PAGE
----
Home > Uncategorized > Omaha’s Fight Doctor, Jack Lewis, and His Boxing Cronies Weigh-in On Omaha Hosting the National Golden Gloves

Omaha’s Fight Doctor, Jack Lewis, and His Boxing Cronies Weigh-in On Omaha Hosting the National Golden Gloves


Omaha’s Fight Doctor, Jack Lewis, and His Boxing Cronies Weigh-in On Omaha Hosting the National Golden Gloves

©by Leo Adam Biga

Originally appeared in The Reader (www.thereader.com)

 

For the first time since 1988, Omaha plays host to the National Golden Gloves boxing tournament, one of this nation’s showcases for amateur boxing. The 2006 tourney is a six-day event scheduled April 24 through 29 at two downtown venues. The preliminary rounds and quarterfinals will be fought at the Civic Auditorium the first four days, with the semi-final and championship bouts at Qwest Center Omaha the final two days.

Historically, the national Golden Gloves has produced scores of Olympic and world champions. Former Gloves greats include Joe Louis, Ezzard Charles, Muhammad Ali, Sugar Ray Leonard, Evander Holyfield and Roy Jones, Jr..

Three men with long ties to the local boxing scene recently shared their thoughts on the Gloves with the New Horizons. The man heading up the event is Omaha’s fight doctor, Jack Lewis, a 71-year-old internal medicine physician. As a doctor who loves a sport that gets a bad name from the medical community, he’s a paradox. While a staunch supporter of amateur boxing, he’s a fierce critic of the professional fight game, which he’s come to abhor. His experience in the prizefighting arena included serving as ringside physician for the 1972 world heavyweight title fight here between champ Joe Frazier and contender Ron Stander. Dr. Lewis stopped the fight after the 4th round with a battered Stander blinded by blood in his eyes.

“I love the sport of amateur boxing. I was involved in pro boxing and I didn’t like that from a medical standpoint. After just a few years working with the pros, I quit. In some cases, I didn’t know who the fighters were. They were fighting under false names. I’d ask all these questions and the boxer would say the last time he lost a fight was a month ago in Chicago, and then some guy would come up later and tell me that same guy got knocked out last night in Chicago. These pro boxers move around, have fake names, won’t give you their true medical history. Those pro boxing days are behind me. That sport needs to be cleaned up,” Dr. Lewis said.

More than a fan of amateur boxing, he’s a veteran ringside doctor and longtime president of the Great Plains Boxing Association, the main organizing body for amateur boxing in Nebraska. This is the second time under his leadership his hometown of Omaha is presenting the Golden Gloves nationals. He’s optimistic about how the event will fare here even though recent national Gloves tourneys in cities like Kansas City have failed miserably at the gate.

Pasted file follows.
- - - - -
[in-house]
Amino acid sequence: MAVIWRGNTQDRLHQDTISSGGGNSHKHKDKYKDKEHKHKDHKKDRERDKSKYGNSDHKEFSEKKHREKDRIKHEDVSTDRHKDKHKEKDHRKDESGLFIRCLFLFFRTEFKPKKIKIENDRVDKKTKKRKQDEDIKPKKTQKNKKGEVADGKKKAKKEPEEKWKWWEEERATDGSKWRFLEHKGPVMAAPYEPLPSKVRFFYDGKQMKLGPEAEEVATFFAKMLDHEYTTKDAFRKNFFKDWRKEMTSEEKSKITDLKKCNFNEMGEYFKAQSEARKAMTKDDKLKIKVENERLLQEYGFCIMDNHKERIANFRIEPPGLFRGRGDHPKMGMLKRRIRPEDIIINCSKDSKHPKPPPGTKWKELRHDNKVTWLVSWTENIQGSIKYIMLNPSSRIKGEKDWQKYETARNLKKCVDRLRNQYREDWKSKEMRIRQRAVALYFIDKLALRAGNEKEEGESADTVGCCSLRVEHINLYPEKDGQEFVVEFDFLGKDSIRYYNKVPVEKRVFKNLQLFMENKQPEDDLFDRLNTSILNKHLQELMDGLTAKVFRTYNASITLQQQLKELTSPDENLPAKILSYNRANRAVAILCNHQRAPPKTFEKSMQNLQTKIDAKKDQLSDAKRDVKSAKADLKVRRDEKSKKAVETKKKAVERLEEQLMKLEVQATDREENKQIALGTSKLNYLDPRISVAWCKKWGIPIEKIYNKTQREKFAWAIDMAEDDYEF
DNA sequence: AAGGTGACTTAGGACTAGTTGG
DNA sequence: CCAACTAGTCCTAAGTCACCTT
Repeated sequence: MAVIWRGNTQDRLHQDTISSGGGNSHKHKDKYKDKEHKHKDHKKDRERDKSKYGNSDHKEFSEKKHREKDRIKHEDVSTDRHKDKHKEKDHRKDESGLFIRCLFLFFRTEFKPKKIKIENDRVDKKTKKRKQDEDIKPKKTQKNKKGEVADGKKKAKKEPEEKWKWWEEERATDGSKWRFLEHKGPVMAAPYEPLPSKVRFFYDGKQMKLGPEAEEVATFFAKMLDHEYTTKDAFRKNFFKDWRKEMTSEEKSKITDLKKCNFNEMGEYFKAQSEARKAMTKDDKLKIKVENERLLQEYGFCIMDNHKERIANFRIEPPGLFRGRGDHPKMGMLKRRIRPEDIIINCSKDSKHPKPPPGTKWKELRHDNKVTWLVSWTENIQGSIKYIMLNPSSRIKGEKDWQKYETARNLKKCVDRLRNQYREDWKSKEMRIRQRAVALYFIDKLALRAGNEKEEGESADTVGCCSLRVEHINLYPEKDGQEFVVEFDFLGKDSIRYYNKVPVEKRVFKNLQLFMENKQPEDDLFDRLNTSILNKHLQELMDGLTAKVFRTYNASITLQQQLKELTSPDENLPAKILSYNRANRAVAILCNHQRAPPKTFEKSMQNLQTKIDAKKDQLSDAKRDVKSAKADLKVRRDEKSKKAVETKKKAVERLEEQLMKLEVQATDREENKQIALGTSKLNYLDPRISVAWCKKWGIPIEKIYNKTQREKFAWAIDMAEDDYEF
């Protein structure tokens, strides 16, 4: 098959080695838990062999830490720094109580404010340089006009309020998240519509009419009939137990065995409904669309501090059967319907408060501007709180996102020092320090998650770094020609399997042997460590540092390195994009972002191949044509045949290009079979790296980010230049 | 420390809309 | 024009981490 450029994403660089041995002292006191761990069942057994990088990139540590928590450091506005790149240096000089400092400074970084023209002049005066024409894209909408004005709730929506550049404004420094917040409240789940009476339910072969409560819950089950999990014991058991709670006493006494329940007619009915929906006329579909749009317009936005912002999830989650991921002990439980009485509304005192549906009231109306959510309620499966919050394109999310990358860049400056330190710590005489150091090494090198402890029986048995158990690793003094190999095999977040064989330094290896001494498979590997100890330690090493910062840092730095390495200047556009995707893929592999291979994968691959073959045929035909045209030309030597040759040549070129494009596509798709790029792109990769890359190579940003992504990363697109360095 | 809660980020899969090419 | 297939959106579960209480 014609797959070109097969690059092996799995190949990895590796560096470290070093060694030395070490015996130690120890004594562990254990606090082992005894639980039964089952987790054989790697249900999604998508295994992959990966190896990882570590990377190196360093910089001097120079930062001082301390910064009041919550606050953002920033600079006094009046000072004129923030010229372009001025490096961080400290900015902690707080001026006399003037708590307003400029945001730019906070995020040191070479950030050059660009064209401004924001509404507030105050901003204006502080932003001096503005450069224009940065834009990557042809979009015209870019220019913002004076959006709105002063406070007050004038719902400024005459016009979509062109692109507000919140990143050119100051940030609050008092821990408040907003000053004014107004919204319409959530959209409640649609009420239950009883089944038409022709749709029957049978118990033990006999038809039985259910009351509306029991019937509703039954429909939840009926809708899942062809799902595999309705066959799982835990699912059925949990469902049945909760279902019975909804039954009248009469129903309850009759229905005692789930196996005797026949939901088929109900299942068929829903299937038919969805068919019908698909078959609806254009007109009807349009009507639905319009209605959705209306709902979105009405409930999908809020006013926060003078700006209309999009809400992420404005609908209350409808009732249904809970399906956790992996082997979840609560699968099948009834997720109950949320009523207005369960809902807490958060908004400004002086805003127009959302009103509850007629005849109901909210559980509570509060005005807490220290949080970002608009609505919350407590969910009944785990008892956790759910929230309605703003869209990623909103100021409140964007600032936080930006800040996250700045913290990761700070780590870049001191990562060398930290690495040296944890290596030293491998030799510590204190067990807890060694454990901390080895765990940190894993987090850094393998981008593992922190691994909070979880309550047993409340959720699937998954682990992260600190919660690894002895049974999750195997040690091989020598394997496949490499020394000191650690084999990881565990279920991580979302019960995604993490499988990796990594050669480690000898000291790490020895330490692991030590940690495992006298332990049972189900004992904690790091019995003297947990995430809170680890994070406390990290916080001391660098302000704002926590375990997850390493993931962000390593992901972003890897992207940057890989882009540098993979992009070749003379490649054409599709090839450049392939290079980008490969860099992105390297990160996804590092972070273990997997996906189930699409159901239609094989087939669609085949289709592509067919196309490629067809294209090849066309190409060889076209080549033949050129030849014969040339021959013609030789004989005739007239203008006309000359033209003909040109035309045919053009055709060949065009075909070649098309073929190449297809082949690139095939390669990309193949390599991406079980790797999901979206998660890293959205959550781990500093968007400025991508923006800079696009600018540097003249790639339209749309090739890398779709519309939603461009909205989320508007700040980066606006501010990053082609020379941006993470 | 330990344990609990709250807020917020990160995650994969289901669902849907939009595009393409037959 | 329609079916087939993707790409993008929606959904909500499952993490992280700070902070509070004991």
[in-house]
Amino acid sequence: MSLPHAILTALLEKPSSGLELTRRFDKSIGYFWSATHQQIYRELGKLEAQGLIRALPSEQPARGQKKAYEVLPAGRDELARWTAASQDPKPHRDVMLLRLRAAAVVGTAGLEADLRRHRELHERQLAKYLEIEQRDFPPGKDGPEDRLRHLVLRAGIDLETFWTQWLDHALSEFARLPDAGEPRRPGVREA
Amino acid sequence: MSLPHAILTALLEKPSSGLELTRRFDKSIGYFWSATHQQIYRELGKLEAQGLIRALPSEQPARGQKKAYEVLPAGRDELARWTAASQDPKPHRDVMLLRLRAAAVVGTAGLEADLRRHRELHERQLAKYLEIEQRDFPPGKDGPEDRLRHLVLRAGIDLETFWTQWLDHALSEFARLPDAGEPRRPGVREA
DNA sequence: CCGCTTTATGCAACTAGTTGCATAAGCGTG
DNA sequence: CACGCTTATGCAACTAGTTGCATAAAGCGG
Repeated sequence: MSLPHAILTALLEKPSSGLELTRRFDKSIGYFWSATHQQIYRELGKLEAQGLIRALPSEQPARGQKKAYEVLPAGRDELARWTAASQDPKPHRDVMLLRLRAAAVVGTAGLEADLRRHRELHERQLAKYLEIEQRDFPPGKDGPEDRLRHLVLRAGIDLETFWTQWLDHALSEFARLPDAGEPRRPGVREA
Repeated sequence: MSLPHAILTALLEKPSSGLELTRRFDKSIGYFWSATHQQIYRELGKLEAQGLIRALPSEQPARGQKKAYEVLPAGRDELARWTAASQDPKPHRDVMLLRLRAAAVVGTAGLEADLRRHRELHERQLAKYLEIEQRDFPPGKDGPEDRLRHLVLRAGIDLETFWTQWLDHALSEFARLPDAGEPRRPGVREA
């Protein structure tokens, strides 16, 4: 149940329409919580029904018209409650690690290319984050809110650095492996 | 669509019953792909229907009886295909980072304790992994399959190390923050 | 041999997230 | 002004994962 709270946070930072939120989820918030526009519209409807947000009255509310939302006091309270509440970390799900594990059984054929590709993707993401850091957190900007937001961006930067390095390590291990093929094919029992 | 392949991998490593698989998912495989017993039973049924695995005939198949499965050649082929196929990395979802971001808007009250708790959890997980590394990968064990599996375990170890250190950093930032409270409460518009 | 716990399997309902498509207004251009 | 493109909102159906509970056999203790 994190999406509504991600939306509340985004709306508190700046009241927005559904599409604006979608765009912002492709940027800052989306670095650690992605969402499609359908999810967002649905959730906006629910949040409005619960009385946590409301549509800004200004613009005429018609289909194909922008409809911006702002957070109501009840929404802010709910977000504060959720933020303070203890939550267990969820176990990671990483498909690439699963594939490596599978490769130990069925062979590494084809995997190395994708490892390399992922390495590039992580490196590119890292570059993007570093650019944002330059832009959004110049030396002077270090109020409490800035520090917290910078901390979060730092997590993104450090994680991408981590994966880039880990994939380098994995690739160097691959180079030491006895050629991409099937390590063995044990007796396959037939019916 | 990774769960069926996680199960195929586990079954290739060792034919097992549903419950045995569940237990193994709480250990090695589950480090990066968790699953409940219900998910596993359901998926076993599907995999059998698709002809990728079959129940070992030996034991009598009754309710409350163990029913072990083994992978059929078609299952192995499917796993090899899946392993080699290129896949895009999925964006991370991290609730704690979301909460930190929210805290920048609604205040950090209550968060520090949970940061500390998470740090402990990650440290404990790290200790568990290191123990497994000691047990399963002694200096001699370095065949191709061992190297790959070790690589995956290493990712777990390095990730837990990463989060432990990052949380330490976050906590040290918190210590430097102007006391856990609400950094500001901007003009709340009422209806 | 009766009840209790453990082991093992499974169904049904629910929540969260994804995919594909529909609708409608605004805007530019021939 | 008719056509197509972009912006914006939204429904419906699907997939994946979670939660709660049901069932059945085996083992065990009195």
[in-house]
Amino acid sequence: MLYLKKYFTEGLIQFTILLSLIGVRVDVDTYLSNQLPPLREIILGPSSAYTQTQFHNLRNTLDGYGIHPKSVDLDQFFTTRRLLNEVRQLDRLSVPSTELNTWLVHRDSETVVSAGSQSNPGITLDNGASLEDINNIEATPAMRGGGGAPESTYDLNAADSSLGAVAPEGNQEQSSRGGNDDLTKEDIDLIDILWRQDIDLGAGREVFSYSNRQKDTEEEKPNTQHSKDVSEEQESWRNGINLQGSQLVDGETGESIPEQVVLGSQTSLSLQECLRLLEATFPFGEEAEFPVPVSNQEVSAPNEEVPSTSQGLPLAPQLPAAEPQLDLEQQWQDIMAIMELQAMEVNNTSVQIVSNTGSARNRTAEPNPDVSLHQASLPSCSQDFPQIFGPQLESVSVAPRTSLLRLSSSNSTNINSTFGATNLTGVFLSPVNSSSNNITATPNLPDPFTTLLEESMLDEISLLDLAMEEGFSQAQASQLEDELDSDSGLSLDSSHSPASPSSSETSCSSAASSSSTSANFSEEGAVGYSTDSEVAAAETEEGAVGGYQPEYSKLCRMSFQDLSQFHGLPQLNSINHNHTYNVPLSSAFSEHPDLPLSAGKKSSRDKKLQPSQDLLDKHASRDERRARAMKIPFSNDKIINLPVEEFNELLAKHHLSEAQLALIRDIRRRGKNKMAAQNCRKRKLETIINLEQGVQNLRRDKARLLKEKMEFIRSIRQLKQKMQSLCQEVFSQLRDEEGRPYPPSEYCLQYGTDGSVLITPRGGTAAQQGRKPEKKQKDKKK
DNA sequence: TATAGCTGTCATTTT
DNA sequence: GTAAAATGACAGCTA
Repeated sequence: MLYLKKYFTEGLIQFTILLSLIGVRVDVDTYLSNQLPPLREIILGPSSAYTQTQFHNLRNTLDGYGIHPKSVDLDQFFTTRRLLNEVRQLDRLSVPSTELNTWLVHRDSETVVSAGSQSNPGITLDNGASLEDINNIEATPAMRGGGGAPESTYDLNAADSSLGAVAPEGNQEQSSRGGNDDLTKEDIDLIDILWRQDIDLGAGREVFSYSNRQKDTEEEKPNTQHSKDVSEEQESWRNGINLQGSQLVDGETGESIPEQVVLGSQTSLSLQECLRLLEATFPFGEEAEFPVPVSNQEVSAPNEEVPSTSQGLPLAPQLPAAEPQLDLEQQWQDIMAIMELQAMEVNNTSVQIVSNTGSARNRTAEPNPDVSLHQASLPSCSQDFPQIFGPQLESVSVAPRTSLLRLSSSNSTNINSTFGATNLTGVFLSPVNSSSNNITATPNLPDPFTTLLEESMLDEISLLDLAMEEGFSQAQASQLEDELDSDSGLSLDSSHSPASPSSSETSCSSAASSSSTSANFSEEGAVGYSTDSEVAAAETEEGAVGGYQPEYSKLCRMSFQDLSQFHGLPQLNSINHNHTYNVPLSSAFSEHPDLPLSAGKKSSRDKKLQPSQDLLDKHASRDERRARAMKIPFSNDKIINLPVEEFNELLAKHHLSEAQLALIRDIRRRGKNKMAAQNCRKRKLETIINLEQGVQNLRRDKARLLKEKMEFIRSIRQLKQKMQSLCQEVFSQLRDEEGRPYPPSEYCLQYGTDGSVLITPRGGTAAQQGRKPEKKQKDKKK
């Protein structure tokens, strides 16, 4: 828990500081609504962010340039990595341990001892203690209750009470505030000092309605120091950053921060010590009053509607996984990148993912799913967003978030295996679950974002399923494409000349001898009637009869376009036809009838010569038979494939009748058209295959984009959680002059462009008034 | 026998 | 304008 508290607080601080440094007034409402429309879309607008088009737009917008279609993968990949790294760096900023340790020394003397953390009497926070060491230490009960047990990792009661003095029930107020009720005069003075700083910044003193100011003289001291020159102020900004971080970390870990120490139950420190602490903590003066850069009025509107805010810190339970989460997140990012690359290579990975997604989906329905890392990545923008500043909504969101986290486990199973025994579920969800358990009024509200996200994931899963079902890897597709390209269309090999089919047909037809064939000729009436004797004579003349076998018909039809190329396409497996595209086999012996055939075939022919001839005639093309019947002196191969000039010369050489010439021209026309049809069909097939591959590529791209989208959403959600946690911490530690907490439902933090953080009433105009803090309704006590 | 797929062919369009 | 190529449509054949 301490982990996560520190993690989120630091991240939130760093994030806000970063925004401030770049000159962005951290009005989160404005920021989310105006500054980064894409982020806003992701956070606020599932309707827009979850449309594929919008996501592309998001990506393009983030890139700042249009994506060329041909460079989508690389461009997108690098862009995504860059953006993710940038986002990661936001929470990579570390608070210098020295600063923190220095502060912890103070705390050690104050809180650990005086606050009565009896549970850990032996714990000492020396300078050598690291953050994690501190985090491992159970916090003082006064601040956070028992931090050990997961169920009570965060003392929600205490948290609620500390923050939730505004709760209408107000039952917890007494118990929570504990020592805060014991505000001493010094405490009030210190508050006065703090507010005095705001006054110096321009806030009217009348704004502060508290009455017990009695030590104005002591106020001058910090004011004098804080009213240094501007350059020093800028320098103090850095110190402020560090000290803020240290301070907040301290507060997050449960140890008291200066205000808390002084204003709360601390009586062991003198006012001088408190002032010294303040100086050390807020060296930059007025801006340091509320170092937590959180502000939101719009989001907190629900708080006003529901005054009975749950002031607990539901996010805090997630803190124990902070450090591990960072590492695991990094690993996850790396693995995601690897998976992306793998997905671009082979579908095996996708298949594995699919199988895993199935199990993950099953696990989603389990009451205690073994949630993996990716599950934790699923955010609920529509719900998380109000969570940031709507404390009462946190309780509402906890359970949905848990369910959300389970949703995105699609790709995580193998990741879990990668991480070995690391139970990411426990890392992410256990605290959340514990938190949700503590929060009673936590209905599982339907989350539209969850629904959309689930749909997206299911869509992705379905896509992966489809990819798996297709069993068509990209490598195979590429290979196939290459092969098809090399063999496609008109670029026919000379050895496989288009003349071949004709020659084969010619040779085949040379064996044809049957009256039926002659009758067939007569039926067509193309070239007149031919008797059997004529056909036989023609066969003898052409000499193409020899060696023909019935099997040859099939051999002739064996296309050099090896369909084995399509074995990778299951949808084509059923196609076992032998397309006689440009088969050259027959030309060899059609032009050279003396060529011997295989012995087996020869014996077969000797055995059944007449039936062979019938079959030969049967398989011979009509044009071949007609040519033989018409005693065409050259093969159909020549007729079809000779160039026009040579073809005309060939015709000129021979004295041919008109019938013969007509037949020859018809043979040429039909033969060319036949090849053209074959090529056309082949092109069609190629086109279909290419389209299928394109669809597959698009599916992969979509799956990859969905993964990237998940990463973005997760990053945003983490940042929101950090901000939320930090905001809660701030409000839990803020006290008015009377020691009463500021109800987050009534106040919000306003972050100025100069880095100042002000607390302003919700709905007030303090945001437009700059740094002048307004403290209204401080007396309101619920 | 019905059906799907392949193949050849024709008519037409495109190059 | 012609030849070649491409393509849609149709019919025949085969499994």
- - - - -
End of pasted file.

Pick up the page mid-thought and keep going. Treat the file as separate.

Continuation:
“We’ve done this before. I think our sales are going very well,” he said.

With Omaha’s success as College World Series host and with the Qwest Center filled to capacity for Creighton men’s basketball home games and slated to host a slew of NCAA post-season events, plus the U.S. Olympic swimming trials, the city’s known as a sports-friendly town. That’s why there’s talk of Omaha vying to have the Golden Gloves on a regular basis. As the event is bid out a few years in advance, it would be awhile before Omaha could get the Gloves again.

“Omaha knows how to put people in the seats. Plus, this is really a fight town,” said Harley Cooper of Omaha, a former national Gloves champ serving as the 2006 tournament director. “It’s an outstanding event. Fans will see the best boxing in the country and probably see some future Olympic and professional champions.”

Omaha boxing historian Tom Lovgren joins many others in calling the Qwest “a great facility. The people there do a superb job.”

While he never boxed, Dr. Lewis lettered in football and rugby at Stanford University, backing up John Brodie at quarterback in the late 1950s. He said his athletic background and internal medicine specialization “lent itself” to begin treating athletes. After graduation from Stanford and the University of Nebraska Medical School, he did his internal medicine residency in Oakland, Calif. He came back to Omaha in 1964 to practice with his physician father. Right away, his sports medicine interest found him treating a variety of athletes: jockeys at the Ak-Sar-Ben thoroughbred race track; football players at his alma mater Central High School, where he’s been team physician since 1964; and boxers at the Omaha and Midwest Golden Gloves tournaments. His son John is now in practice with him.

His passion for amateur boxing has only grown. He enjoys the purity of the sport, he applauds the protective headgear and other measures taken to ensure fighters’ safety and believes the competition instills discipline in its participants.

“I think the gutsiest athlete is the guy that steps in the ring and some guy comes after you. I think it builds character. I think it teaches you restraint. It helps you collect yourself. Through those years I’ve been to many meetings and been to many nationals and I’ve been the ringside physician at hundreds of fights and taken care of a lot of medical problems at the fights. Even though I never fought, I’ve educated myself in boxing and in all the trials and tribulations of the kids.”